Rev was examining his arms with concern, attempting to locate some clue to this invisible thread Rory mentioned, which of course, Rory found entertaining; he was forced to bite his tongue to keep from laughing. "It won't...hurt me, or anything?" Rev asked, his honest worry silencing Rory's mirth.

"No, no! Absolutely harmless, it's just...well...I shouldn't have done it without you knowing. And getting back to what I said earlier, if you kill me, it'll disappear. It would be fair," Rory added tentatively.

Rev looked stricken for a moment, before he shook his head adamantly. "I...couldn't do that. I mean, alright, I'm not too thrilled to be...whatever you called me...but I mean," His face changed a bit, brightened as he spoke, "It was a big rush-" he blushed, then added hastily "not that I like the idea of being...connected with you...and I suppose I did ask you to help in the first place..." Rev slunk down as his entire head looked like it had been boiled too long in a kettle, "the water's cold..." he muttered. Rory caught himself before he could start humming the tune in his head, 'let the sun rise'. Oh, why not...

"I can do it again..." he said, watching as Rev turned away to splash more hot water into his murky bathtub. That made Rev pause.

"Do what again? Make me..." he shuddered, "fast?"

"Yeah. I don't even know the limitations on the's used it for centuries," Rory admitted, "But if you're willing to try...I am kind of curious...but I'd understand if-"

"Now?" Rev was suddenly sitting up, his eyes glinting with excitement. "I bet I could best Jaden like that-"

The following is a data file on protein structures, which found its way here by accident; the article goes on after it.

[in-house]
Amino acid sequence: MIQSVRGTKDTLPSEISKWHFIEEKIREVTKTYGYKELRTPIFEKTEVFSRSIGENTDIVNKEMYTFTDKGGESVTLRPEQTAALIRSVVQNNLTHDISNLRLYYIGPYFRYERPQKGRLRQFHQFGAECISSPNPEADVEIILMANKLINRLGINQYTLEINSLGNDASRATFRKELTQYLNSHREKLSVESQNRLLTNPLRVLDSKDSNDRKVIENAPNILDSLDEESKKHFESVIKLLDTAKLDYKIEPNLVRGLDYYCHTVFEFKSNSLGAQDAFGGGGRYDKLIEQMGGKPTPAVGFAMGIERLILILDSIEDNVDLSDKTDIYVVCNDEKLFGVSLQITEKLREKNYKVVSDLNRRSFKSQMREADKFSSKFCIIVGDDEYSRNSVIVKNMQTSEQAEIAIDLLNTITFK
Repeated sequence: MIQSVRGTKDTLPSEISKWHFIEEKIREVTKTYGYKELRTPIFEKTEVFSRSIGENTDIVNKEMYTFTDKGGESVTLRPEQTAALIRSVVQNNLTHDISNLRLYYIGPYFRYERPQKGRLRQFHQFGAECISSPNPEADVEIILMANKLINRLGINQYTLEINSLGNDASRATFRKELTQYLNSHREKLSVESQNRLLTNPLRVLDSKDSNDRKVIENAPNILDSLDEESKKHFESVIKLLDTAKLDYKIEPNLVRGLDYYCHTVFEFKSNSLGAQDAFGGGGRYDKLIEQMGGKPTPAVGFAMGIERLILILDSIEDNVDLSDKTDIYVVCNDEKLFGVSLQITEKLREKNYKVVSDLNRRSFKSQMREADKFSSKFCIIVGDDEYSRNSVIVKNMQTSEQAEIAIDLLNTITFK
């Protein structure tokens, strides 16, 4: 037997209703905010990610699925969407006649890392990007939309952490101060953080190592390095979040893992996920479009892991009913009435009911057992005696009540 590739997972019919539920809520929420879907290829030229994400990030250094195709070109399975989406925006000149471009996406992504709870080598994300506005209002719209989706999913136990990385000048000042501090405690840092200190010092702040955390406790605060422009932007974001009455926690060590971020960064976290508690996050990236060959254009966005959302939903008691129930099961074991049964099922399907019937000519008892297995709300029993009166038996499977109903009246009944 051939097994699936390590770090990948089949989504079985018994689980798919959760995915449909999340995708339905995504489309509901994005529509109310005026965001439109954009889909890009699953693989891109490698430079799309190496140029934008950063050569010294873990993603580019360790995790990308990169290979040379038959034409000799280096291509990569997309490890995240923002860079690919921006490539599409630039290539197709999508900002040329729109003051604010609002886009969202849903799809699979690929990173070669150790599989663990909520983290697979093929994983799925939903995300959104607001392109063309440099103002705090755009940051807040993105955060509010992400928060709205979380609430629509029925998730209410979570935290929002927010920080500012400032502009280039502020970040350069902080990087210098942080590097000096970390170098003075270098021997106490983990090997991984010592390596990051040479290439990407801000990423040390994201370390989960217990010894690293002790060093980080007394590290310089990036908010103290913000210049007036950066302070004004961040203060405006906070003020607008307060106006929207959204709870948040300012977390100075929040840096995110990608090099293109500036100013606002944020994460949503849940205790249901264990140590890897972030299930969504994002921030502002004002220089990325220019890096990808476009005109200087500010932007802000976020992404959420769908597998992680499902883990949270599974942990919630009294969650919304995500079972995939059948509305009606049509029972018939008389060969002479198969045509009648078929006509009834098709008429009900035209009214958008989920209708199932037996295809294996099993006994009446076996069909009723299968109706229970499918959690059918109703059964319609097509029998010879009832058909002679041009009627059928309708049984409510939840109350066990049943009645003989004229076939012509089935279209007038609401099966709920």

"What are you talking about? If you are going to challenge Jaden, do it on your own power. I told you, using elements is cheating. Even Thiians don't like Elementalists; in the North, it's a thousand times a thousand fold worse. My Father once told me that a man who doesn't rely on his own strength is a coward, and I agree. Borrowing power is cheating."

Rev recovered from his shock quickly. A bit of his sullenness was back, and he looked like he was about to argue the point, when the door behind them slammed open.

"You've both been summoned," the tremulous voice of the second announced loudly. "And, I'm supposed to tell you that--'if-you-don't-act-quickly-I'm-supposed-to-grab-you-by-the-ear-and-drag-you!'" He said all at once, and sharply drew his head backwards as if terrified by the very prospect, his eyes never once left the ceiling and his white-knuckles clutched the hilt of his sword for support. Rev had the gall to laugh as he joined Rory in towelling off and hurriedly getting dressed in the clean clothes that had been supplied, which meant another bloody kilt for Rory. He snarled at his smaller companion when he offered tips on how to do up the waistband. Stupid, bloody Thiian inventions. The kilt is a hundred times worse than a librarian, Rory decided. Imagine wearing a skirt in the north!

"Freeze your bloody balls off..." Rory muttered, once it was as secure as it was ever going to be. Rev looked at him and nodded thoughtfully.

"He just might. What are you planning on telling him, anyway? Jaden isn't as stupid as he looks, you know."

Rory jerked up, and the sudden motion made the smallish second jump backwards through the doorway as they marched themselves after him. The cold floor felt like it was pulsing beneath the northman's bare feet. What was he going to tell Jaden?

As it turned out, he wouldn't have a choice in the matter. A certain loopy prisoner was about to make the choice for him.

Grey-Eyed Justice continues in Chapter Nine...

Dio's Corner:

Long time no see, friends! Yea alright, its my fault. Thanks for all your support regardless. GayAuthors has kindly provided a forum for me. Its empty and loney right now though. Go post if you get a chance: Dio's Forum At least post your thoughts in the chapter 8 thread. I'd love to hear from you. No there won't be another three month wait for another chapter. Expect to see it sometime after the next BPW release, which will be soon as well. Thanks for your patience! ^_^